Am I writing anything good? Will people like my stories? Will they want to read my stories? …..etc, etc, etc... These doubts plague me still, but today I have a little more confidence of what I write and that helps a lot. Though, I am still coming to terms with the nuances of promoting my work to excite readers and encourage them to take a risk on me. I think that is the toughest thing for an author.
5) How did publishing your first book change your writing process?
Publishing my first book had been more of a rash decision (not thinking at all, I would say)—to dive head first without knowing how to swim. My first reader feedback had me hungover with excitement for quite a few days. It was not a positive one, but it opened up a whole new world to me. I realized that I could tell stories — ones that could appeal to others and were different from the usual run of the mill ones that were going around. They had potential to be something big, but I needed to work on my writing skills—showing and not telling, grammar, tenses, amongst many other things. Today, I have more visibility of my strengths and weaknesses.
I cannot say that I have come any close to perfecting the art, but I am making conscious efforts to improve my writing. I am reading up articles, books, and blogs on the art and doing writing exercises. These are helping me to express better and write more engaging stories. I want to be able to bring to readers tales that will catch their breath or bite their nails and keep them awake for days.
6) What does literary success mean to you? What would be that ‘dream goal’ you’d like to achieve?
7) What was the most difficult part of writing Sinister Ties? What was your favorite?
I think the first chapter was the most difficult for me to write. It was also the first thing that I began writing on in Sinister Ties. It had to set the mood for the rest of the story and I was never satisfied with it and kept going back to it again and again.
My favorite part was Bodhi setting the house on fire. It was a tragic incident but Bodhi's innocence and purity of intent, adds a different dimension to the story. The incident brings out anger in the reader, a frustration that creeps in and wants you to just stop him somehow and yet you still like him, love him even and feel sorry for him.
8) What kind of response have you gotten from fans? Any stories?
There have not been fan moments (yet), but I have received a lot of support from fellow authors, beta readers, reviewers, and readers alike. Their kind words have boosted my confidence and I am working to bring something more exciting in the second book in the series.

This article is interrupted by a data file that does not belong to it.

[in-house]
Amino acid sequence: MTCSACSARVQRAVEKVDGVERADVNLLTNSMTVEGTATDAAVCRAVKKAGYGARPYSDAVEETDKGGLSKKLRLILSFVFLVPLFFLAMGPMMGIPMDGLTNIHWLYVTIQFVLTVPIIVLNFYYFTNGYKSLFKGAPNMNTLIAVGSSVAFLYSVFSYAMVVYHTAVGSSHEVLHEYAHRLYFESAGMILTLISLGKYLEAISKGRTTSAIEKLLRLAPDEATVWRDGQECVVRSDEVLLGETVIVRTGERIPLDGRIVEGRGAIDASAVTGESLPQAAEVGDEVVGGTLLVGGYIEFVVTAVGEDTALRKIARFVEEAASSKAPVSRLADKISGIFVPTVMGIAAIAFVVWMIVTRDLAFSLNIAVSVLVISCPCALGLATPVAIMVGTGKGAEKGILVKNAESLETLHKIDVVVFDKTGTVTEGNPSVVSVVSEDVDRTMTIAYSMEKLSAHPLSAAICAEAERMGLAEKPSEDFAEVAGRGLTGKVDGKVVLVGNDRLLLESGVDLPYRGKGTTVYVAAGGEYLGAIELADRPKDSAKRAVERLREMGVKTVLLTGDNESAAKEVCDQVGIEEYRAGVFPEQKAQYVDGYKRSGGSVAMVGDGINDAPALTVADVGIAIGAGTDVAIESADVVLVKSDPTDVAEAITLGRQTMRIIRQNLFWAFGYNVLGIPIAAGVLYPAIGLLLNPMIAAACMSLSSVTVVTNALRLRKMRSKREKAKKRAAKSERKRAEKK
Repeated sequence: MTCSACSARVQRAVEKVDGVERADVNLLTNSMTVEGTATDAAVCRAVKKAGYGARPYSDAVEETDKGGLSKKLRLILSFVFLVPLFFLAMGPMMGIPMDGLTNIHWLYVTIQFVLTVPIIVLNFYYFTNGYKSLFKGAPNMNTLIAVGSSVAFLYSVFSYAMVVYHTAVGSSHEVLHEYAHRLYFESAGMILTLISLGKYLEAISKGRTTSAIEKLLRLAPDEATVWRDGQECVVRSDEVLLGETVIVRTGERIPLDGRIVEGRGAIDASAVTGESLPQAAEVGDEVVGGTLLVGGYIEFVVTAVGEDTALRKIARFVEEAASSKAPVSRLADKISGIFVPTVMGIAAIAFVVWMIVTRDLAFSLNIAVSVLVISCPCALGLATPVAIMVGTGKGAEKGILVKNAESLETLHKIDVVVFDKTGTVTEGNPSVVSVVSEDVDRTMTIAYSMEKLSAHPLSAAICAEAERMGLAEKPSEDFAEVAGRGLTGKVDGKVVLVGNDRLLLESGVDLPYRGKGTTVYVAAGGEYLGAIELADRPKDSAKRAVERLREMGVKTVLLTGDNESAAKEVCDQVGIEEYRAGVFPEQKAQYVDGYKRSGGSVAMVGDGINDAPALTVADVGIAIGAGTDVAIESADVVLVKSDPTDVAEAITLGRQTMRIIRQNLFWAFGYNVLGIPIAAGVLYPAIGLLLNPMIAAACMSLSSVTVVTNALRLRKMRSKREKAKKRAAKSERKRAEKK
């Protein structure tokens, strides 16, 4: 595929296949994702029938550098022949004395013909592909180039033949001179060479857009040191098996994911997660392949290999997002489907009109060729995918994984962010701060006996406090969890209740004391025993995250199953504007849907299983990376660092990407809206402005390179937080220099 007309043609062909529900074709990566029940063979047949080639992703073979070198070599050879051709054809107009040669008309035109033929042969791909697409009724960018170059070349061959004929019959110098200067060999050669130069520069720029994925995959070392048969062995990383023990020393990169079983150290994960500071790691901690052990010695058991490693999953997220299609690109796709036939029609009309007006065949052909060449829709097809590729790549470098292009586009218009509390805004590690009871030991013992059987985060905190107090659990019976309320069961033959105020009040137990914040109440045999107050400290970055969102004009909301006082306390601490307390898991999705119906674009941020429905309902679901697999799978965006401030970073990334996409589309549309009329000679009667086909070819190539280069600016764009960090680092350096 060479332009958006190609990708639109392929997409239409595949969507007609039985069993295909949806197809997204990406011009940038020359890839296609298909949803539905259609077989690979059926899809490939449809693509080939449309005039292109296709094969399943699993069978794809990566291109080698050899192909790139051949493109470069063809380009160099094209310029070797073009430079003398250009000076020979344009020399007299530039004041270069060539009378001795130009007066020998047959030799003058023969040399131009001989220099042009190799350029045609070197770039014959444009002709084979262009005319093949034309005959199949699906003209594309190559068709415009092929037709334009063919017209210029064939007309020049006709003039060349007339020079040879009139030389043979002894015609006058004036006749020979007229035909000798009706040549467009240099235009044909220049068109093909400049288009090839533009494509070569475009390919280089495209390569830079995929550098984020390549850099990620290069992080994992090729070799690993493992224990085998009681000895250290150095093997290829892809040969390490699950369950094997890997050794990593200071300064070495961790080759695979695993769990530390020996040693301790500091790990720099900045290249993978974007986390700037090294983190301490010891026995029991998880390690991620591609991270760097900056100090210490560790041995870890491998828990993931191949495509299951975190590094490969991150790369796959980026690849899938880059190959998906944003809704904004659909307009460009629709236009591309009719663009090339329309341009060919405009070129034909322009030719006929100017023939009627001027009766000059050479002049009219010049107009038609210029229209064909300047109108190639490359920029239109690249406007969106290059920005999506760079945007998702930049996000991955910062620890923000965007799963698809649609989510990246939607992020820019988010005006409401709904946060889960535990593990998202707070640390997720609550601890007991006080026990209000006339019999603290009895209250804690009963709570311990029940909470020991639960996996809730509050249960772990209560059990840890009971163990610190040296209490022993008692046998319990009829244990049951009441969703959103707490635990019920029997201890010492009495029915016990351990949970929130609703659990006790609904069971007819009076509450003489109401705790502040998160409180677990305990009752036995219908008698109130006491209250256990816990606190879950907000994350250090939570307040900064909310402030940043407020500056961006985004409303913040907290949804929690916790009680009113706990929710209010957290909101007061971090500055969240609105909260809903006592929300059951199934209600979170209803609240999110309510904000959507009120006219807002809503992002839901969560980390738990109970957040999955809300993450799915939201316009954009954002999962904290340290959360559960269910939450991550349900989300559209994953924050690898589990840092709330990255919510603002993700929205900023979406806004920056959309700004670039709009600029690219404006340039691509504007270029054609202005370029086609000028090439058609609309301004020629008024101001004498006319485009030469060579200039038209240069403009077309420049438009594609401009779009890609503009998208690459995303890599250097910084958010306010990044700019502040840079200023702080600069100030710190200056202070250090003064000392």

9) How has your photography and art affected you as a writer?
I feel it has helped me to think better, visualize better and express a little more effectively. Trying my hand at art or photography gives me a different perspective of looking at things. It is also a welcome release from when I can't think straight and need a distraction.
With fiction and especially fantasy writing, a lot of what I write about does not always have a physical precedence to fall back on or get a reference from. Trying to create a scene or just doodling away, is inspiring. Working on the cover of Sinister Ties had me go back and rework a few scenes in the book.
10) What advice would you give to aspiring writers who are interested in self-publishing?
A) Be open to learning new things and improving yourself. The world of self-publishing is very dynamic and at times tough. There is a lot to learn here and only when you have that zeal in you and the curiosity, will you be able to go through the journey and enjoy it too.
B) Save money. Self-publishing is not cheap. Keep some money aside—you will need it to get your work edited, proofread and promoted. Believe me, it's not cheap out there and no single (free) platform to rely on. I stepped into this world without any research or money in my pocket. I just wanted to get my story out there. I learned the hard way that that is not enough. You will end up with bad reviews and find that your perfect story is not perfect after all. Avoid the heartbreaks. Do some research, find the right resources and platforms before you publish. Things will be a whole lot easier.